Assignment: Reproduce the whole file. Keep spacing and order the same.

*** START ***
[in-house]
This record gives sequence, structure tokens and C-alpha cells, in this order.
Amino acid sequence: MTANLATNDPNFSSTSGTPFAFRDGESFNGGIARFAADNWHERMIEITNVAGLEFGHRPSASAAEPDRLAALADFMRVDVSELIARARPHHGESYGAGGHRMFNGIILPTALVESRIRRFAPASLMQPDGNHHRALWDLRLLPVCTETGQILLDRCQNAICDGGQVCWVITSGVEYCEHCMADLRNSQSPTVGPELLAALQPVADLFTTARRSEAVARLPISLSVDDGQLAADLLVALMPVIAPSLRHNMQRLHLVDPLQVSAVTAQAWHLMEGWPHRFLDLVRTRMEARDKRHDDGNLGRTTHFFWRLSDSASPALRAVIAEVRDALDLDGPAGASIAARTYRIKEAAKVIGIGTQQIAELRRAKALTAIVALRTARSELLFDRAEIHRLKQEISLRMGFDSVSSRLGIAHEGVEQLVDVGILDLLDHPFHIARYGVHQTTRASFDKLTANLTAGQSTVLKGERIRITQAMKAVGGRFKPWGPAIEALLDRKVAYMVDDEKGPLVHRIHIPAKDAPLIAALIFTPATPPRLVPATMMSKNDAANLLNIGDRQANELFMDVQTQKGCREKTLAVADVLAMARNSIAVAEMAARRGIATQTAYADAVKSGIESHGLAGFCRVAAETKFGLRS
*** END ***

[in-house]
This record gives sequence, structure tokens and C-alpha cells, in this order.
Amino acid sequence: MTANLATNDPNFSSTSGTPFAFRDGESFNGGIARFAADNWHERMIEITNVAGLEFGHRPSASAAEPDRLAALADFMRVDVSELIARARPHHGESYGAGGHRMFNGIILPTALVESRIRRFAPASLMQPDGNHHRALWDLRLLPVCTETGQILLDRCQNAICDGGQVCWVITSGVEYCEHCMADLRNSQSPTVGPELLAALQPVADLFTTARRSEAVARLPISLSVDDGQLAADLLVALMPVIAPSLRHNMQRLHLVDPLQVSAVTAQAWHLMEGWPHRFLDLVRTRMEARDKRHDDGNLGRTTHFFWRLSDSASPALRAVIAEVRDALDLDGPAGASIAARTYRIKEAAKVIGIGTQQIAELRRAKALTAIVALRTARSELLFDRAEIHRLKQEISLRMGFDSVSSRLGIAHEGVEQLVDVGILDLLDHPFHIARYGVHQTTRASFDKLTANLTAGQSTVLKGERIRITQAMKAVGGRFKPWGPAIEALLDRKVAYMVDDEKGPLVHRIHIPAKDAPLIAALIFTPATPPRLVPATMMSKNDAANLLNIGDRQANELFMDVQTQKGCREKTLAVADVLAMARNSIAVAEMAARRGIATQTAYADAVKSGIESHGLAGFCRVAAETKFGLRS